%26ldquo;Whoa!%26rdquo; We%26rsquo;re pretty sure that%26rsquo;s exactly the response EA and Black Box were angling for when they recently showed off Need for Speed: SHIFT, %26lsquo;cause that%26rsquo;s sure as hell the one they got. Why else would they be going around demoing the game earlier than ever in the franchise%26rsquo;s history if they weren%26rsquo;t 100% certain of the wow factor therein? These guys are proud of their baby, and all too eager to tell everyone that the screenshot below is completely undoctored gameplay footage captured directly from the game in motion.
Above: No seriously, this is what the game looks like
Not only were the visuals in the upcoming Need For Speed: SHIFT a breathtaking sight to behold, they also represent a radical departure from everything you thought you knew about the series.
In case you haven%26rsquo;t heard, we%26rsquo;re getting THREE NFS titles in 2009, each targeted at a specific sect of gamers with a specific set of needs. PC owners are getting an online focused MMO, while the Wii and DS versions will be geared to the casual%26hellip; whatever that means. So where exactly does that leave core gamers and their PS360s? Luckily, SHIFT is heading exactly where the series needs to be.
It%26rsquo;s like they looked at the title as literally as possible. A %26ldquo;Need%26rdquo; for %26ldquo;Speed%26rdquo; is exactly that - and doesn%26rsquo;t necessarily imply a need for cinematic plotlines, police pursuits and open-world environments. Ah ha %26ndash; but whose %26ldquo;need%26rdquo; is it? The driver%26rsquo;s, or rather, yours. Because after all, the whims and wishes behind any gamer picking up a racing game is to be the guy who yanks the car into gear, applies pedal to metal, and drifts around all comers at the highest possible velocity.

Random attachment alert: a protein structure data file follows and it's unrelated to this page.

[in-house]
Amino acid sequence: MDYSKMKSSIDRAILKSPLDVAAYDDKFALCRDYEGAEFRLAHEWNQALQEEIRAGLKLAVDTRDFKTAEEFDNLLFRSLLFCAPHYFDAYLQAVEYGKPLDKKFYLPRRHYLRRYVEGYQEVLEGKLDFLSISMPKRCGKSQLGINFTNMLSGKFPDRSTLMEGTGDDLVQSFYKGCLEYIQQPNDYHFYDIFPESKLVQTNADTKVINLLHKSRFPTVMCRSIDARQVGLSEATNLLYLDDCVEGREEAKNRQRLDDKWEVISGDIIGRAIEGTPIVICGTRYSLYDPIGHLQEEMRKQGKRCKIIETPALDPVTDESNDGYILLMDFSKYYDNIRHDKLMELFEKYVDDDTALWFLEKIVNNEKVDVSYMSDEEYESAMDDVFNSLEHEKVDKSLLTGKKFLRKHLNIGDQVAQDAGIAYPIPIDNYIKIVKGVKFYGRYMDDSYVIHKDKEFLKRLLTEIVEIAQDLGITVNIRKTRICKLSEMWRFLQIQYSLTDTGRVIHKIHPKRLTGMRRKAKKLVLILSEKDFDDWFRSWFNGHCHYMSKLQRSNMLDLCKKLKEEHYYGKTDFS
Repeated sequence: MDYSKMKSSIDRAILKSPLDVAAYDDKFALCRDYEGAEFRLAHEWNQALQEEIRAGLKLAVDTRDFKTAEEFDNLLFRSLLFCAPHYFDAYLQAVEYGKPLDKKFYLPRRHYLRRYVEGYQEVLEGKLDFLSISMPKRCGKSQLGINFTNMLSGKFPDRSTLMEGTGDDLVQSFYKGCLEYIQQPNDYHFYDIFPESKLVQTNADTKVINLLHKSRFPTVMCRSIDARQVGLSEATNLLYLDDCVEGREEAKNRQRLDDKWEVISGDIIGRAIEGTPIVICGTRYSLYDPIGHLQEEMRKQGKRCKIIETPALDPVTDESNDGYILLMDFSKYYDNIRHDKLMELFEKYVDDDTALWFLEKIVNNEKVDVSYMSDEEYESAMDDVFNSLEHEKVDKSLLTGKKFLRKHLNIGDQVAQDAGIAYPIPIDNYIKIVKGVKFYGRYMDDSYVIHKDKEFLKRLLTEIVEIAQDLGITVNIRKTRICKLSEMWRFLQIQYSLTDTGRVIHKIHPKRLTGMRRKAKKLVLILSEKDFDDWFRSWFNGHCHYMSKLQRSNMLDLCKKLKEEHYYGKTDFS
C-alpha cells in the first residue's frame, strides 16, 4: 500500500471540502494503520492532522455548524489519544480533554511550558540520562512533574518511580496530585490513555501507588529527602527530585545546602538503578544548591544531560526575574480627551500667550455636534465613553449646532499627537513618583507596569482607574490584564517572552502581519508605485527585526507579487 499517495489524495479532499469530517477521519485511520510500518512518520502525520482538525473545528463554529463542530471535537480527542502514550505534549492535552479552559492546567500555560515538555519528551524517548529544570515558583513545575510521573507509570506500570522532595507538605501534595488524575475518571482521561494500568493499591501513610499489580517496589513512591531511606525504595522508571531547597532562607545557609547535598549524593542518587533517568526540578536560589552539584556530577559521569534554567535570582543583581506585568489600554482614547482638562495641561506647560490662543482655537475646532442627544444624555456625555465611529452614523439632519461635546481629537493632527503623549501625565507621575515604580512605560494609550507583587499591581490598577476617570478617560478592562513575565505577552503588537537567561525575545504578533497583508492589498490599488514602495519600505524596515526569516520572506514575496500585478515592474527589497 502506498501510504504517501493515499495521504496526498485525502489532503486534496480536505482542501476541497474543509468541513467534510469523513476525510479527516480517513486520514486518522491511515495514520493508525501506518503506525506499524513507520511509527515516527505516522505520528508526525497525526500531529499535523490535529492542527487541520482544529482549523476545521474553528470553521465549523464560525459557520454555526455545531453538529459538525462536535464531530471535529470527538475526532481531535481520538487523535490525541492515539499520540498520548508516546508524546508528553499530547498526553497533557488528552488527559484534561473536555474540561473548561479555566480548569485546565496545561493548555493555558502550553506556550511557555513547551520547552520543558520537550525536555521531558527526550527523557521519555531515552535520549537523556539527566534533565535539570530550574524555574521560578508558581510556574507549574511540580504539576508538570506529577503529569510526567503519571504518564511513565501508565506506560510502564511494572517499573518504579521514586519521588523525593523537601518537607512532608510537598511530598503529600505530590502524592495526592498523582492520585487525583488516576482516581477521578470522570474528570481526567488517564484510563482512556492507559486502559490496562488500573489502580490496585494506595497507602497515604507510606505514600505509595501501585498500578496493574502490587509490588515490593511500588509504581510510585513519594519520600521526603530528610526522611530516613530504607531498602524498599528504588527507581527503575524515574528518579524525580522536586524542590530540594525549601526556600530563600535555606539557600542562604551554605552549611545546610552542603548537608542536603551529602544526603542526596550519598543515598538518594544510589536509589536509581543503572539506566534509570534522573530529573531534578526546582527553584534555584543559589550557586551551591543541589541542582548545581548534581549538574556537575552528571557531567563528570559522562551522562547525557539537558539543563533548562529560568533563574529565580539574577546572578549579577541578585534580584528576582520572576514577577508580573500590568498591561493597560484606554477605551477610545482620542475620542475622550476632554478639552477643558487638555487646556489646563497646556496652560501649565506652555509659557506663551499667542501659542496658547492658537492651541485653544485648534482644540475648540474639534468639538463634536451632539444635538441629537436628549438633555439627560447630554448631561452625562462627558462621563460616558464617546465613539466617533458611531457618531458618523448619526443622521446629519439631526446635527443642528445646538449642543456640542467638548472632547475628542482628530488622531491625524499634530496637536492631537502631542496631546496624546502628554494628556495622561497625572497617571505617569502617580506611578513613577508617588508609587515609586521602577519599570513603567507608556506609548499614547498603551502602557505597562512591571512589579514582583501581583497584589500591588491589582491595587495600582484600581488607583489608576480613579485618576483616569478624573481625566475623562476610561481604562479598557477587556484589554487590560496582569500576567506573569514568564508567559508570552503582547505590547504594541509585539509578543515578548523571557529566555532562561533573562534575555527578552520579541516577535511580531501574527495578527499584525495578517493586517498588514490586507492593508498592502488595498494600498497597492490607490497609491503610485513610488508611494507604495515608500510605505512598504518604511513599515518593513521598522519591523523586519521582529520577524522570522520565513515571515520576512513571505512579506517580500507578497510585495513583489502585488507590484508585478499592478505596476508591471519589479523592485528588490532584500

But what does the focus on %26ldquo;Driver Experience%26rdquo; mean exactly? Well, to get the full benefit, honey, you really have to see it from the driver%26rsquo;s seat. The camera isn%26rsquo;t some omniscient cloud floating behind the windshield, but from the perspective of a person, with a neck, eyes, and brain. First-person racing? Pretty much, actually. Just like if you plunked Gordon Freeman behind the wheel of Corvette Z06, your perspective responds to G-forces and other avenues of inertia experienced behind the wheel. Extreme acceleration forces your skull into the headrest and dramatically high speeds delicately smear a halo on the foreground for a gorgeous sense of tunnel vision as the lavishly detailed world screams by you at 60fps.
Your head (and perspective) move with physics entirely independent from those of the car%26rsquo;s chassis and the result is spectacularly realistic with no visual drawback to the player... except for one. Those looking at guard rails to ease them into hairpins should take heed, because SHIFT is pioneering another immersive feature in this driver experience.